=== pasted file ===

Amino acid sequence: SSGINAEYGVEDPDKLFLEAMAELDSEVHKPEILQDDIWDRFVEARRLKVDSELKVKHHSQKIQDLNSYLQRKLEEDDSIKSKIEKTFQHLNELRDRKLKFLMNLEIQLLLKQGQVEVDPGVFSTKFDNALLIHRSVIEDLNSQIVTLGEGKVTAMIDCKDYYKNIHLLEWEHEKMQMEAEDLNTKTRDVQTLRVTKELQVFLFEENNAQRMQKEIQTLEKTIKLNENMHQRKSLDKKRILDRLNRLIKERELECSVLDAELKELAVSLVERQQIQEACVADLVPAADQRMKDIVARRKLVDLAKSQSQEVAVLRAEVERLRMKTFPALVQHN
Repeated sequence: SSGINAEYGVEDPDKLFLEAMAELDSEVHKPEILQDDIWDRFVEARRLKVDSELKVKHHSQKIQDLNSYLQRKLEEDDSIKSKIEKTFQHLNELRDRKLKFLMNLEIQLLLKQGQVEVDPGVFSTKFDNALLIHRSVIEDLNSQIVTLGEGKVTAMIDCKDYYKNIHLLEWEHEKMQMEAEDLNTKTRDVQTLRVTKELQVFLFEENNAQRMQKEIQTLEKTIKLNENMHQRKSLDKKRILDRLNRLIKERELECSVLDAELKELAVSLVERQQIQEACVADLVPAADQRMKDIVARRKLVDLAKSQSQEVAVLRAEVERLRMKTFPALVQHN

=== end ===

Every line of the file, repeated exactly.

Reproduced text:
Amino acid sequence: SSGINAEYGVEDPDKLFLEAMAELDSEVHKPEILQDDIWDRFVEARRLKVDSELKVKHHSQKIQDLNSYLQRKLEEDDSIKSKIEKTFQHLNELRDRKLKFLMNLEIQLLLKQGQVEVDPGVFSTKFDNALLIHRSVIEDLNSQIVTLGEGKVTAMIDCKDYYKNIHLLEWEHEKMQMEAEDLNTKTRDVQTLRVTKELQVFLFEENNAQRMQKEIQTLEKTIKLNENMHQRKSLDKKRILDRLNRLIKERELECSVLDAELKELAVSLVERQQIQEACVADLVPAADQRMKDIVARRKLVDLAKSQSQEVAVLRAEVERLRMKTFPALVQHN
Repeated sequence: SSGINAEYGVEDPDKLFLEAMAELDSEVHKPEILQDDIWDRFVEARRLKVDSELKVKHHSQKIQDLNSYLQRKLEEDDSIKSKIEKTFQHLNELRDRKLKFLMNLEIQLLLKQGQVEVDPGVFSTKFDNALLIHRSVIEDLNSQIVTLGEGKVTAMIDCKDYYKNIHLLEWEHEKMQMEAEDLNTKTRDVQTLRVTKELQVFLFEENNAQRMQKEIQTLEKTIKLNENMHQRKSLDKKRILDRLNRLIKERELECSVLDAELKELAVSLVERQQIQEACVADLVPAADQRMKDIVARRKLVDLAKSQSQEVAVLRAEVERLRMKTFPALVQHN